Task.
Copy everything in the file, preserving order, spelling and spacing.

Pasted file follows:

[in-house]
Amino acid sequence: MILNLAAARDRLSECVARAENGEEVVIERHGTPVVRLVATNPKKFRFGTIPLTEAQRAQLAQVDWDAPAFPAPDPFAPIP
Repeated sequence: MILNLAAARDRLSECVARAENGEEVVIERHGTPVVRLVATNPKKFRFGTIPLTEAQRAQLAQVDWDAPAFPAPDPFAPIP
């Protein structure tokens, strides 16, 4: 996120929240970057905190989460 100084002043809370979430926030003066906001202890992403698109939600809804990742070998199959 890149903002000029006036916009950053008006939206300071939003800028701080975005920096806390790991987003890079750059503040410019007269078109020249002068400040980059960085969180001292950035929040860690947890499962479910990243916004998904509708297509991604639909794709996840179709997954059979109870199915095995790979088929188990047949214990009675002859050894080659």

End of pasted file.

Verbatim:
[in-house]
Amino acid sequence: MILNLAAARDRLSECVARAENGEEVVIERHGTPVVRLVATNPKKFRFGTIPLTEAQRAQLAQVDWDAPAFPAPDPFAPIP
Repeated sequence: MILNLAAARDRLSECVARAENGEEVVIERHGTPVVRLVATNPKKFRFGTIPLTEAQRAQLAQVDWDAPAFPAPDPFAPIP
């Protein structure tokens, strides 16, 4: 996120929240970057905190989460 100084002043809370979430926030003066906001202890992403698109939600809804990742070998199959 890149903002000029006036916009950053008006939206300071939003800028701080975005920096806390790991987003890079750059503040410019007269078109020249002068400040980059960085969180001292950035929040860690947890499962479910990243916004998904509708297509991604639909794709996840179709997954059979109870199915095995790979088929188990047949214990009675002859050894080659």